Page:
(WAVE/NBC News) A bill being considered by Kentucky lawmakers would make it illegal to insult or taunt a law enforcement officer to the point where it could provoke a violent response.

If passed it would raise the penalties to up to 90 days in jail.

Senate Bill 211 is sponsored by retired police officer and state Senator Danny Carroll.

“This is not about lawful protest in any way, shape, form, or fashion,” Carroll says. “This country was built on lawful protest and it’s something we must maintain our citizens’ right to do so. What this deals with are those who cross the line and commit criminal acts.” 

“If you see the riots, you see people getting in these officers faces, yelling in their ears, doing anything they can to provoke a violent response,” he adds.

The bill passed a committee vote on Thursday, but not without some opposition. 

State Senator David Yates told committee members the words in the bill are “dangerous” and would send the wrong message to the public. He added “good cops” have enough poise to keep their composure when they’re being insulted or yelled at.

“By having that kind of language in here, it makes my stomach turn, because I don’t think any of my good officers are going to provoke a violent response because someone did a yo mama joke or whatnot,” Yates said.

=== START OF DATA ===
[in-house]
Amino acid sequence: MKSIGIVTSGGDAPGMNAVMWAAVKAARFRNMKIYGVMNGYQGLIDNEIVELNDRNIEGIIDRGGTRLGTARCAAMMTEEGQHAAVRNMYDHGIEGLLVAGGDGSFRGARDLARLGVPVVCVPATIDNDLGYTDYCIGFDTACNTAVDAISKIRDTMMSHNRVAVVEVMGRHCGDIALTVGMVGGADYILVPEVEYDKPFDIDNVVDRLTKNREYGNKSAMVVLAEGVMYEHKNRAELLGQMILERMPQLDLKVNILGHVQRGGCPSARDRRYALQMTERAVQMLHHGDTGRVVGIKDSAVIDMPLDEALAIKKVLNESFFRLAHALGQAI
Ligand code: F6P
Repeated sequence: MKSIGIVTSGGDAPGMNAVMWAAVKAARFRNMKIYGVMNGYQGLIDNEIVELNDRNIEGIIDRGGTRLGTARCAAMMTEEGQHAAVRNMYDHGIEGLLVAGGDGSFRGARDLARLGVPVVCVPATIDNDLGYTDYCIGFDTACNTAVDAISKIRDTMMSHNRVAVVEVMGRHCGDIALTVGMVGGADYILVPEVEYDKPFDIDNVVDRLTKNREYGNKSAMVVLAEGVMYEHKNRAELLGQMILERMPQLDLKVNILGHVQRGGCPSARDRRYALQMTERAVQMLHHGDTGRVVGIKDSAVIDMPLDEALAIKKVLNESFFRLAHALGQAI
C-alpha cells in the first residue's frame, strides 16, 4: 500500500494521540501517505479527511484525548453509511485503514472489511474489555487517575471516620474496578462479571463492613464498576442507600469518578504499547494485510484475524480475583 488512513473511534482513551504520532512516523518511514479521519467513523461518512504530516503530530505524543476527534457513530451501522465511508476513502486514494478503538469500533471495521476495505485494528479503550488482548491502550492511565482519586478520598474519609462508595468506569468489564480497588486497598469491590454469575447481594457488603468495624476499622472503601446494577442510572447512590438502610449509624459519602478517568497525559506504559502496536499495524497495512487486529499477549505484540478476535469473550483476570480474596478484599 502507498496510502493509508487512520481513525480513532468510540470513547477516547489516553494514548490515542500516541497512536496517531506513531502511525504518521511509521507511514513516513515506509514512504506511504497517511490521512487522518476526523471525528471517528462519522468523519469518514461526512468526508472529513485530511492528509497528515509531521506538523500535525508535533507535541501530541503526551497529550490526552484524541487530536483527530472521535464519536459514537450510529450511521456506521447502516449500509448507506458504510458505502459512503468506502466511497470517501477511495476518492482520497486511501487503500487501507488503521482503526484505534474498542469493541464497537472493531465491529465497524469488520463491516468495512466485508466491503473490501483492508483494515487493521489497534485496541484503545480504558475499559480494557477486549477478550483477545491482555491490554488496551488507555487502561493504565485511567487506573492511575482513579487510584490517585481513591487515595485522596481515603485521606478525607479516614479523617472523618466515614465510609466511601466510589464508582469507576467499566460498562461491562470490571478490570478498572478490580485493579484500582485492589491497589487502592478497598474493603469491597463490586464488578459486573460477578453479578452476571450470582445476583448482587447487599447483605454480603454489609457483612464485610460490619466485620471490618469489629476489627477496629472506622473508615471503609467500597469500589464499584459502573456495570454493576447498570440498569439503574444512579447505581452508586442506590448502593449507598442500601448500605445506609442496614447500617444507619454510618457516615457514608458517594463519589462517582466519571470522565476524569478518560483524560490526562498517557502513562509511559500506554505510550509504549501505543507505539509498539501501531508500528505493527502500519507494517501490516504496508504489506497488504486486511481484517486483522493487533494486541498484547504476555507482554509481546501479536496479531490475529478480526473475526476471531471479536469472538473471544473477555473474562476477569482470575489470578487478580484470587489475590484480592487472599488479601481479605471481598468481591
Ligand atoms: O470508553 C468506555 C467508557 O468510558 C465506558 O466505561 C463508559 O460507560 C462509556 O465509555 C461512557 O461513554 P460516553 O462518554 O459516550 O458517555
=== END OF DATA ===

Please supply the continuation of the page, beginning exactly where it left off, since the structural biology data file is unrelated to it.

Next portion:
In addition, the American Civil Liberties Union of Kentucky, or ACLU had concerns about how the bill would infringe on free speech rights.

“It’s a cornerstone of our democracy that people should be able to verbally challenge police actions, even if its offensive, even if it’s using words that people don’t like,” Corey Shapiro, legal director of the ALCU Kentucky said. “That’s a cornerstone of the First Amendment, and that’s why we’re here.”

In addition, Senate Bill 211 would discourage local governments from defunding their police departments, and would hold those who give protesters objects that can be used as weapons criminally responsible.

The bill will head to the full Senate for a vote. If it passes, it will then go to the House. However, this legislative session ends March 30.